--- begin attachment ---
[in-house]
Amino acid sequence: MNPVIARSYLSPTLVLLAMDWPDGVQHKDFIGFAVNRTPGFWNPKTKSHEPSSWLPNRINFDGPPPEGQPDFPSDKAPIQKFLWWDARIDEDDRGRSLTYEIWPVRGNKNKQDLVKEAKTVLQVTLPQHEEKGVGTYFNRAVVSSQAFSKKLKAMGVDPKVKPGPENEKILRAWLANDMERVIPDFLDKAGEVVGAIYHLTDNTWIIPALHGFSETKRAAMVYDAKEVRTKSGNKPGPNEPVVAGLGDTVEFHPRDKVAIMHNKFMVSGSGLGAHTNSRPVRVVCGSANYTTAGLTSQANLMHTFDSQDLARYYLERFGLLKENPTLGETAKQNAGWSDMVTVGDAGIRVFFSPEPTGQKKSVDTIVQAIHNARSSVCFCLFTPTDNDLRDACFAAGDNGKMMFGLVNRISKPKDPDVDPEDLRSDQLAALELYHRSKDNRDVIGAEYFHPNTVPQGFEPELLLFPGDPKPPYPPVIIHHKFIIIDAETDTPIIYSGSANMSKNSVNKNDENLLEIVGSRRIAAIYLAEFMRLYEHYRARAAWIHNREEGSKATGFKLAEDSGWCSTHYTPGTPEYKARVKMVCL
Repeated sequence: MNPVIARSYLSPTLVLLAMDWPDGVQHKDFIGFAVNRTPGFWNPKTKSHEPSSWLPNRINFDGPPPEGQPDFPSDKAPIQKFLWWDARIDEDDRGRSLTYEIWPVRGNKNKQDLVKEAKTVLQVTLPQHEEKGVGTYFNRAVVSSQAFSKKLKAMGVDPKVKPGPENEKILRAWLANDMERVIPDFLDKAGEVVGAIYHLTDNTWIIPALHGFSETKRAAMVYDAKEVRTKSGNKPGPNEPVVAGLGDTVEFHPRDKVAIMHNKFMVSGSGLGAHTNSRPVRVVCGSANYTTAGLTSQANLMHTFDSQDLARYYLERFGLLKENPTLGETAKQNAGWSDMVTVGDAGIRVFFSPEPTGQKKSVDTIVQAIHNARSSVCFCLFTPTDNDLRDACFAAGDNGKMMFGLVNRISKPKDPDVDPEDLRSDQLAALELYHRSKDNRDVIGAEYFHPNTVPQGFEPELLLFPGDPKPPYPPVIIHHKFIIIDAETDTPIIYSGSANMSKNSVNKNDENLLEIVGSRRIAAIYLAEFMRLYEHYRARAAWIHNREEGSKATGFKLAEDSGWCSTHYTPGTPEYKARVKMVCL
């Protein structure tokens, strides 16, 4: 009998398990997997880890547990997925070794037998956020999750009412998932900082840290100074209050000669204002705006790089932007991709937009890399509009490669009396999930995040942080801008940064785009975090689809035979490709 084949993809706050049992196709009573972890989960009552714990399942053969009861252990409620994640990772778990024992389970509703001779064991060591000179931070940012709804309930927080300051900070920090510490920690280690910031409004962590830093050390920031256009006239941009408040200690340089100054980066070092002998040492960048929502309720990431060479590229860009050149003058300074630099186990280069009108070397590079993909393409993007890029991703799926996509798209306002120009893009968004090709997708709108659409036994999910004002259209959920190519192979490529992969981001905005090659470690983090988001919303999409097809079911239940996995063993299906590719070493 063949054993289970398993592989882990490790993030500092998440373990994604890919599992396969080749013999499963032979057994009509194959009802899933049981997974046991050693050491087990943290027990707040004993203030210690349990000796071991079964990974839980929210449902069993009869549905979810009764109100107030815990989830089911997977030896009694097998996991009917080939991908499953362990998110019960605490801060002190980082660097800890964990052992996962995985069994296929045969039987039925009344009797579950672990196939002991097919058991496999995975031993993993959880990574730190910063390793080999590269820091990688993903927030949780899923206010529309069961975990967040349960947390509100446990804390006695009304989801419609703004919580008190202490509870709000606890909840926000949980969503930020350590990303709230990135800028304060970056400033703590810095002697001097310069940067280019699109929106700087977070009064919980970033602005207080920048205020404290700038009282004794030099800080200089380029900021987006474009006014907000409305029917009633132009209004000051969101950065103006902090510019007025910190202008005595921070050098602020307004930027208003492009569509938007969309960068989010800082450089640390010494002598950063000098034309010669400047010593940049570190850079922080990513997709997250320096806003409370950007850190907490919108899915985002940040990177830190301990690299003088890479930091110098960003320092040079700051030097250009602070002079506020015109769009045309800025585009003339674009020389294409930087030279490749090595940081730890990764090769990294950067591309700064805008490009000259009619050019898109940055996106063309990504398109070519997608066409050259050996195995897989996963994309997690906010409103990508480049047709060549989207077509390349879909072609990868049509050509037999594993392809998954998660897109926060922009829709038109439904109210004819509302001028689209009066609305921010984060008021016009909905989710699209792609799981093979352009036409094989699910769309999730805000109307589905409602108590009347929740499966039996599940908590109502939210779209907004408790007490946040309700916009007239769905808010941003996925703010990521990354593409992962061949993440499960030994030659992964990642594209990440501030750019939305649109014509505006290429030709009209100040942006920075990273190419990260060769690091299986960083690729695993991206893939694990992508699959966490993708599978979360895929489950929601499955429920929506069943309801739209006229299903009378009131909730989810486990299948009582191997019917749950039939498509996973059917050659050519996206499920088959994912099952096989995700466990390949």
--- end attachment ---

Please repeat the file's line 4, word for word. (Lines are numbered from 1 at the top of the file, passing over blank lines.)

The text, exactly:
């Protein structure tokens, strides 16, 4: 009998398990997997880890547990997925070794037998956020999750009412998932900082840290100074209050000669204002705006790089932007991709937009890399509009490669009396999930995040942080801008940064785009975090689809035979490709 084949993809706050049992196709009573972890989960009552714990399942053969009861252990409620994640990772778990024992389970509703001779064991060591000179931070940012709804309930927080300051900070920090510490920690280690910031409004962590830093050390920031256009006239941009408040200690340089100054980066070092002998040492960048929502309720990431060479590229860009050149003058300074630099186990280069009108070397590079993909393409993007890029991703799926996509798209306002120009893009968004090709997708709108659409036994999910004002259209959920190519192979490529992969981001905005090659470690983090988001919303999409097809079911239940996995063993299906590719070493 063949054993289970398993592989882990490790993030500092998440373990994604890919599992396969080749013999499963032979057994009509194959009802899933049981997974046991050693050491087990943290027990707040004993203030210690349990000796071991079964990974839980929210449902069993009869549905979810009764109100107030815990989830089911997977030896009694097998996991009917080939991908499953362990998110019960605490801060002190980082660097800890964990052992996962995985069994296929045969039987039925009344009797579950672990196939002991097919058991496999995975031993993993959880990574730190910063390793080999590269820091990688993903927030949780899923206010529309069961975990967040349960947390509100446990804390006695009304989801419609703004919580008190202490509870709000606890909840926000949980969503930020350590990303709230990135800028304060970056400033703590810095002697001097310069940067280019699109929106700087977070009064919980970033602005207080920048205020404290700038009282004794030099800080200089380029900021987006474009006014907000409305029917009633132009209004000051969101950065103006902090510019007025910190202008005595921070050098602020307004930027208003492009569509938007969309960068989010800082450089640390010494002598950063000098034309010669400047010593940049570190850079922080990513997709997250320096806003409370950007850190907490919108899915985002940040990177830190301990690299003088890479930091110098960003320092040079700051030097250009602070002079506020015109769009045309800025585009003339674009020389294409930087030279490749090595940081730890990764090769990294950067591309700064805008490009000259009619050019898109940055996106063309990504398109070519997608066409050259050996195995897989996963994309997690906010409103990508480049047709060549989207077509390349879909072609990868049509050509037999594993392809998954998660897109926060922009829709038109439904109210004819509302001028689209009066609305921010984060008021016009909905989710699209792609799981093979352009036409094989699910769309999730805000109307589905409602108590009347929740499966039996599940908590109502939210779209907004408790007490946040309700916009007239769905808010941003996925703010990521990354593409992962061949993440499960030994030659992964990642594209990440501030750019939305649109014509505006290429030709009209100040942006920075990273190419990260060769690091299986960083690729695993991206893939694990992508699959966490993708599978979360895929489950929601499955429920929506069943309801739209006229299903009378009131909730989810486990299948009582191997019917749950039939498509996973059917050659050519996206499920088959994912099952096989995700466990390949």